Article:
- Decide whether or not you want your children to ride in the care with the nanny. This is something you should give a bit of thought to. I have worked with families that liked me to take the children to do things out of the home, and some that didn’t. If you decide that your children can ride with your caregiver make sure to ask about their driving history, safety of their car (or let them use one of yours), set guidelines of where they can and cannot go, and set a gas and spending money budget. I love when I can take children to public libraries or parks, and so don’t the children!
I have been working with children since I was 13, so I have had great experiences as well as far from great experiences. An interview to become a nanny is just as much for you as it is for the family! It is not one-sided, so you need to make sure to go into the interview with questions to ask. This is important because you need to make sure the family is a good fit for you, because you will be much happier! TRUST ME, I’ve worked with families that weren’t a good fit and I was MISERABLE! Here are some questions for going into an interview:
- What does a typical day look like for your children? – It is important to know what the children do on a daily basis!
- What would a typical day look like for me/ What would my daily schedule be? – It’s really good to know your schedule and what your daily responsibilities will be.
- What job expectations do you have for me other than caring for the child(ren)? – I can almost guarantee that you will have other responsibilities. For example, at my current job I wash any dishes I use during the day for myself or the children, fold the children’s laundry, and clean up the play room at the end of the day.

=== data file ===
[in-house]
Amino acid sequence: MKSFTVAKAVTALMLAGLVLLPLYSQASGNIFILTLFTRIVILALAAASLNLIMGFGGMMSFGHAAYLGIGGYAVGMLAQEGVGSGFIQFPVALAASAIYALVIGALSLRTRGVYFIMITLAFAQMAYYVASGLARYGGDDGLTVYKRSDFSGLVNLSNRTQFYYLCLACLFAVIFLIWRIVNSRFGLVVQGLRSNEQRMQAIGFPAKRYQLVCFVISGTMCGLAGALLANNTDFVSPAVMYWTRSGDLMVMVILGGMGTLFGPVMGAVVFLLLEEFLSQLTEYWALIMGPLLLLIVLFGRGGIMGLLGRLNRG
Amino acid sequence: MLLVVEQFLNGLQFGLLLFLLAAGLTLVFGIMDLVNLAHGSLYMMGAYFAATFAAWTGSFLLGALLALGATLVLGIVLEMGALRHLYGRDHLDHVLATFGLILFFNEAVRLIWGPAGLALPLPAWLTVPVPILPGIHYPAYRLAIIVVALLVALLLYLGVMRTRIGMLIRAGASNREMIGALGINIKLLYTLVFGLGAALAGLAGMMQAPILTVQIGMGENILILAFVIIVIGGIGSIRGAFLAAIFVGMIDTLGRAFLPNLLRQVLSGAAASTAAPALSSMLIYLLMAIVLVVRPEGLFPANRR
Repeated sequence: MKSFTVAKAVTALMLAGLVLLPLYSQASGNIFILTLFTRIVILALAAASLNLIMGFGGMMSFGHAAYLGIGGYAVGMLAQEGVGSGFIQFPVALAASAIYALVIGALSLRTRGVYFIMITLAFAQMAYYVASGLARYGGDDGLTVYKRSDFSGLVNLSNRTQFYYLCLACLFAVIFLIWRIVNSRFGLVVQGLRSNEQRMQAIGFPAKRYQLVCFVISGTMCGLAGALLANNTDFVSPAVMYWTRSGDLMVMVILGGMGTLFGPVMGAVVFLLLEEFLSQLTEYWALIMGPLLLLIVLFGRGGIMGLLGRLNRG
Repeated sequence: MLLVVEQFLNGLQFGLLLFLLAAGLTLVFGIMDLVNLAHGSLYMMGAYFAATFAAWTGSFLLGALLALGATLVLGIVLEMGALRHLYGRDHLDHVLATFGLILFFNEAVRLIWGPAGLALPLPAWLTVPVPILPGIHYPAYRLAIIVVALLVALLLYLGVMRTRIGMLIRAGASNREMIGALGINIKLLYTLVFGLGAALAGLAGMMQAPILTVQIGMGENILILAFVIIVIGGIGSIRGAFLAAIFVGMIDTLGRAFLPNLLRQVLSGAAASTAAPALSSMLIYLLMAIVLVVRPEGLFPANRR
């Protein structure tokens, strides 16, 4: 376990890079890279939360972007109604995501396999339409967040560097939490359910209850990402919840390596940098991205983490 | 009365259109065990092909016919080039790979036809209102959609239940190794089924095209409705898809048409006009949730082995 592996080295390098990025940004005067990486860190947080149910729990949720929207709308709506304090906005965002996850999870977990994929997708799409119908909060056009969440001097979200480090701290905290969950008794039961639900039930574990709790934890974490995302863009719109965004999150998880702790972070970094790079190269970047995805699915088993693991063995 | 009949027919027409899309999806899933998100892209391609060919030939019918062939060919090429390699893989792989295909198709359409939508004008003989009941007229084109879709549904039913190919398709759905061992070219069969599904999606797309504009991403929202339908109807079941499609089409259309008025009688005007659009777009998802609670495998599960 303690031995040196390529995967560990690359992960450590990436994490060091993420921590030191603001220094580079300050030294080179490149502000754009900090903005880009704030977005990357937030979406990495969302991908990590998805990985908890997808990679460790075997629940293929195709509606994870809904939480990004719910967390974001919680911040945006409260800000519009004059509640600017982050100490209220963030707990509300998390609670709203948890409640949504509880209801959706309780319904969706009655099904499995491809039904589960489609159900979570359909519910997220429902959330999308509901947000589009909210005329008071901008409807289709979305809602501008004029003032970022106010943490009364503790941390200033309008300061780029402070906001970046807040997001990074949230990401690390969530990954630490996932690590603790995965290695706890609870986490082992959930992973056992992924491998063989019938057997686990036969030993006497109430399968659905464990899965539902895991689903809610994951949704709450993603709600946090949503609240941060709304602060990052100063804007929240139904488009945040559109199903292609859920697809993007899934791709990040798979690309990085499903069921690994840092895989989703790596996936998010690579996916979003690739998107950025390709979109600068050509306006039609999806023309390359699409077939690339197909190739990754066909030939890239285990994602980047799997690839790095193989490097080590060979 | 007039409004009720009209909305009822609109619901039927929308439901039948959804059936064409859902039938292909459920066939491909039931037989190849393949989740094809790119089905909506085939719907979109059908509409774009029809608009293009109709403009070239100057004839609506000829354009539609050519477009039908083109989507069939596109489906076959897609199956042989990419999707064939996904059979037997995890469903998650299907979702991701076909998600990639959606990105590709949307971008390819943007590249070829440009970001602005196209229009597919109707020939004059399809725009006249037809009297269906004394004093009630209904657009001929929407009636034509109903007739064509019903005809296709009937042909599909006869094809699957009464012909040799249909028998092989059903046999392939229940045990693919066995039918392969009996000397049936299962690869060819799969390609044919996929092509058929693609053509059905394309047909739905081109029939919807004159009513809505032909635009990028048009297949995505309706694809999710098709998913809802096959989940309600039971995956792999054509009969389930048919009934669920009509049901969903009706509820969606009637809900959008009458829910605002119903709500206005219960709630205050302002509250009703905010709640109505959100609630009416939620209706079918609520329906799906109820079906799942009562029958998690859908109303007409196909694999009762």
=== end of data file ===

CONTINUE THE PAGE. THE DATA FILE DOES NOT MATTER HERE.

- Is it okay for me to bring your children places? – Add on to this question with exact places you’d like to bring them. I love to take children to public libraries, parks and sometimes out to lunch. Make sure to know what is close to their house, so do a little research ahead of the interview!
- What are some of your child(ren)’s likes and dislikes? – This can be pertaining to food, toys and activities.
- What do you want me to do if I am feeling sick? -or- What is your idea about sick days? – In most cases if you are too sick to work, a family can make other arrangements because they don’t want you around their kids if you have a fever, etc. Also make sure that you don’t call twenty minutes before you’re supposed to be at work to cancel. I like to let the parents know the night before if I am starting to not feel well, this gives them a heads up that I might need a sick day!
- Will there be any paid holidays or time off? – Having paid holidays is seriously one of the BEST things you can request! Chances are that they have paid holidays and would be willing to do the same for you. I never thought about this until the current family I work with offered them!
A good tip that I have is to be confident! Parents will love if you can tell them what you like to do as a caregiver, and it helps if you refer to things benefiting their children! For example, I would say “I love to do open-ended art activities because it’s really beneficial for children to be creative!”. I like to incorporate my past experiences with being a nanny, working in childcare and things I learned while getting my degree. This helps parents see how you may handle situations with their children, and it lets them get a look into your experience!
I hope some of this is helpful, and would love to answer any questions you may have!